I originally started this review for My Fat Dad, over a year and a half ago. I found myself not able to complete it and therefore coming back to it time and again until I was happy with what I wrote.
Shakespeare wrote “If music be the food of love.” Yet for many people food is the food of love. We express our love for friends and family by eating together, and either cooking with or for each other. Dawn Lerman’s My Fat Dad: A memoir of Food, Love, and Family, with Recipes, takes us on a journey with the author
At the heart of My Fat Dad are two relationships. The first is between Lerman and her dad Al, an exceptionally gifted ad man (insert appropriate Mad Men reference here). The second is between Lerman and her grandmother Beauty.
Al Lerman was one of those larger than life people that your read about from time to time. This largeness was most evident in the way he ate. As brilliant an adman as he was, Lerman’s dad fought a constant battle with his weight. In part this was caused by his desire to try all the items he was creating ads for. This was a solitary activity that his daughter was left out of.
On the other hand, his weight was a constant issue that needed to be dealt with as he climbed the corporate ladder in the advertising. As a result, he was constantly dieting, an activity which his daughter was forced to participate in.
These diets do provide a measure of the humour to the story. If there is a diet that developed int he United States over the last 50 years or so, chances are Al Lerman has tried it. My favourite being the Duke University Rice Diet, featured in chapter 8. Perhaps that’s how Coack K keeps so skinny after all these years.
One result of this was for food to create a certain distance between father and daughter. Lerman’s mom was no help in this area as her mother was about as disinterested in food as a person could be. In later years, here mother would also be heavily involved in promoting the acting career of Ms. Lerman’s younger sister.
While food created a wedge between father and daughter, it deepened the bond between grandmother and granddaughter, and it was in her grandmother’s kitchen where Lerman learned her greatest lessons about food, cooking and more importantly, love.
Lerman’s story with her father is bittersweet. He and her mother divorce and that removes her somewhat from the sphere of her father’s life. She does eventually get the opportunity to share her love of food, with her dad. Sadly, this sharing comes about only after here dad is diagnosed with the cancer. However the diagnosis means that they now have common ground in the world of food. This gives them good ground to rebuild and strengthen their relationship moving forward.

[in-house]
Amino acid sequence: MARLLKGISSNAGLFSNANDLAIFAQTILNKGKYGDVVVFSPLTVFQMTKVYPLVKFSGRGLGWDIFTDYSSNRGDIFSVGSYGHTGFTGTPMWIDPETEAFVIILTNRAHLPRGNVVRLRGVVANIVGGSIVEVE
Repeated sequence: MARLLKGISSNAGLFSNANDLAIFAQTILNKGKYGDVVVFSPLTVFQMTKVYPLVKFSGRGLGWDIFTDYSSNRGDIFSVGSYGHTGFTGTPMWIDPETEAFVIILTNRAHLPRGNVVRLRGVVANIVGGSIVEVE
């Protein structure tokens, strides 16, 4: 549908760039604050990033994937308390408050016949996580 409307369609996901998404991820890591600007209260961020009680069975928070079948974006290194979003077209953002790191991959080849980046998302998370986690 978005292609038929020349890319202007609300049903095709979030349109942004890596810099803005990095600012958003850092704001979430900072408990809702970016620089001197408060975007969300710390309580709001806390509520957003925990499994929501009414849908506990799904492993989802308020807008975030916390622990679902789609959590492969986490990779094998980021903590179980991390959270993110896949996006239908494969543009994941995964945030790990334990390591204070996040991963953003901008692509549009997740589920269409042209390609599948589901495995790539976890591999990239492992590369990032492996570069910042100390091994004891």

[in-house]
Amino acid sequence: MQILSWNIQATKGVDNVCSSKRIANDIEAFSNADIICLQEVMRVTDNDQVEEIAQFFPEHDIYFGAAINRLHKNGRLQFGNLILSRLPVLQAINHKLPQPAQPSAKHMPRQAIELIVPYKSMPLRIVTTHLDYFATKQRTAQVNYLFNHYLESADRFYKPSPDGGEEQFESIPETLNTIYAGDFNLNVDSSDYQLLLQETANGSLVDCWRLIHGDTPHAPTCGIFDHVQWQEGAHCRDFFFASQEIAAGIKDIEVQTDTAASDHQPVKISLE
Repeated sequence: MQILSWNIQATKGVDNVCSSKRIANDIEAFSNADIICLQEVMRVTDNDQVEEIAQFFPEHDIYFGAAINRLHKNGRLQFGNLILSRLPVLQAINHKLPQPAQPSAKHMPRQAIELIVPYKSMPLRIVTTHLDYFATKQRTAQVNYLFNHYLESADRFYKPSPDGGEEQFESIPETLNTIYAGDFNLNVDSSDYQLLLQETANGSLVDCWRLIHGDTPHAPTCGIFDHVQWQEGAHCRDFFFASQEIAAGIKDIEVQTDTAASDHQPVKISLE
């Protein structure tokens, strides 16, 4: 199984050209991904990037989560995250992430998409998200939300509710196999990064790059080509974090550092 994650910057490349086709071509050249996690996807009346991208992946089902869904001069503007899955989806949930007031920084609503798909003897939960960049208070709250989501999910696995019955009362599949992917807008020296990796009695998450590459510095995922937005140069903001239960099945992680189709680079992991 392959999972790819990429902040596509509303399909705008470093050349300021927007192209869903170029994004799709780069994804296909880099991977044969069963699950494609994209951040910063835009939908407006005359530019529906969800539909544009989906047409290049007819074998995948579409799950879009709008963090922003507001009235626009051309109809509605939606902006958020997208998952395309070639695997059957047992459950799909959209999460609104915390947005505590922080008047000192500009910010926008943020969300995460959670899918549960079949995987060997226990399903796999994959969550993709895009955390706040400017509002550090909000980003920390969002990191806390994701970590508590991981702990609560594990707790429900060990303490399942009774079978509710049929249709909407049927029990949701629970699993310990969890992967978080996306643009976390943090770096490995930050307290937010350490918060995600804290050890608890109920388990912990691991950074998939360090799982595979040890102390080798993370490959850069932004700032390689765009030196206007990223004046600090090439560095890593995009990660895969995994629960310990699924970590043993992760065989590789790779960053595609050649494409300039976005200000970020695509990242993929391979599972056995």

Each of the chapters has several recipes attached to it. So, if you like a book that is both memoir and cookbook in one, you will really appreciate My Fat Dad One added feature of the book is that Lerman presents the recipes as she learned them. Despite being a nutritionist she doesn’t present her eating history as different from what it actually was. However, she does allow her nutritionist a voice by providing at the back of the book a swap chart that allows readers to attempt healthier versions of the recipes is they so desire.
Baking with Lerman
When I get a book that includes recipes with it’s stories, I like to try at least one of the recipes as I write the review. This week getting ready for the production of Vicar of Dibley that I’m appearing in, I decided to go with the simplest recipe in the book. This is a three ingredient Peanut Butter Cookie:
Easy Peanut Butter Cookies
1 cup brown sugar or sugar of choice
1 cup crunchy peanut butter
1 egg, beaten
Preheat oven to 350 degrees. Line a Baking sheet with parchment paper. Stir all the ingredients together until smooth. Roll into 1-inch balls with your hands. Press down with the back of a fork and then press again from the opposite direction, to form the criss-cross pattern on top. Bake for 12 minutes. Remove cookies from the oven and let cool before removing to a wire rack to finish cooling. (page 234)
I made a triple recipe. That means that there was enough for rehearsal, and there were also a couple of dozen or so leftover, which I have frozen. They will be served at the St. Philip’s Sunday coffee time this week.
My Fat Dad, is the kind of book that will have you reflecting on your own family relationships. This may not be the easiest thing to do, but it will allow the reader to reflect on things and hopefully, give the opportunity to work to rebuild relationships. In those cases where the person we wish to rebuild the relationships with is no longer there, it may help us to resolve to put more time and energy into the relationships we do have, particularly when it come to finding time to share food together.